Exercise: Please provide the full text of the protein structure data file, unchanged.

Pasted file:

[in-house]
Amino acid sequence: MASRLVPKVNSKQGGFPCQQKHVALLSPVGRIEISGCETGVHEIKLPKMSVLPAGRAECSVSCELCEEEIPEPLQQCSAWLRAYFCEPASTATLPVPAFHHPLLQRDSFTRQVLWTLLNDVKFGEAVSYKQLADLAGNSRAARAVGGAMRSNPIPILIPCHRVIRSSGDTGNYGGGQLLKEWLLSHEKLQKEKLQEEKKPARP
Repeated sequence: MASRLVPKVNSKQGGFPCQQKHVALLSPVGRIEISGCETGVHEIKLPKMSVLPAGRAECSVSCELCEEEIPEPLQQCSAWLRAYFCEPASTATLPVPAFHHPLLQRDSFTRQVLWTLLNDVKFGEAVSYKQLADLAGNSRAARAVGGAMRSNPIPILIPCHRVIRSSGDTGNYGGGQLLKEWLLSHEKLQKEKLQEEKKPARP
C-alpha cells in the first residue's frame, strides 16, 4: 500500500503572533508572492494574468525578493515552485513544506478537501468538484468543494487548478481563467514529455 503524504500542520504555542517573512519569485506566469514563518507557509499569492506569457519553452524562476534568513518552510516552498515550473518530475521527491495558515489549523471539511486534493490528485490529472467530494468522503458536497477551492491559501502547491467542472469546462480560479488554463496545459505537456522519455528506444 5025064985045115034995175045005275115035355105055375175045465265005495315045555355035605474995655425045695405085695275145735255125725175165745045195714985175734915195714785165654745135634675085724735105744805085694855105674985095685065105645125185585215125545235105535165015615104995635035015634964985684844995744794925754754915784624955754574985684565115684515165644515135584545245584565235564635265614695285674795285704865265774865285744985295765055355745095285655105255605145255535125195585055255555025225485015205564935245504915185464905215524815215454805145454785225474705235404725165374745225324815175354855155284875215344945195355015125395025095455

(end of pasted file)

[in-house]
Amino acid sequence: MASRLVPKVNSKQGGFPCQQKHVALLSPVGRIEISGCETGVHEIKLPKMSVLPAGRAECSVSCELCEEEIPEPLQQCSAWLRAYFCEPASTATLPVPAFHHPLLQRDSFTRQVLWTLLNDVKFGEAVSYKQLADLAGNSRAARAVGGAMRSNPIPILIPCHRVIRSSGDTGNYGGGQLLKEWLLSHEKLQKEKLQEEKKPARP
Repeated sequence: MASRLVPKVNSKQGGFPCQQKHVALLSPVGRIEISGCETGVHEIKLPKMSVLPAGRAECSVSCELCEEEIPEPLQQCSAWLRAYFCEPASTATLPVPAFHHPLLQRDSFTRQVLWTLLNDVKFGEAVSYKQLADLAGNSRAARAVGGAMRSNPIPILIPCHRVIRSSGDTGNYGGGQLLKEWLLSHEKLQKEKLQEEKKPARP
C-alpha cells in the first residue's frame, strides 16, 4: 500500500503572533508572492494574468525578493515552485513544506478537501468538484468543494487548478481563467514529455 503524504500542520504555542517573512519569485506566469514563518507557509499569492506569457519553452524562476534568513518552510516552498515550473518530475521527491495558515489549523471539511486534493490528485490529472467530494468522503458536497477551492491559501502547491467542472469546462480560479488554463496545459505537456522519455528506444 5025064985045115034995175045005275115035355105055375175045465265005495315045555355035605474995655425045695405085695275145735255125725175165745045195714985175734915195714785165654745135634675085724735105744805085694855105674985095685065105645125185585215125545235105535165015615104995635035015634964985684844995744794925754754915784624955754574985684565115684515165644515135584545245584565235564635265614695285674795285704865265774865285744985295765055355745095285655105255605145255535125195585055255555025225485015205564935245504915185464905215524815215454805145454785225474705235404725165374745225324815175354855155284875215344945195355015125395025095455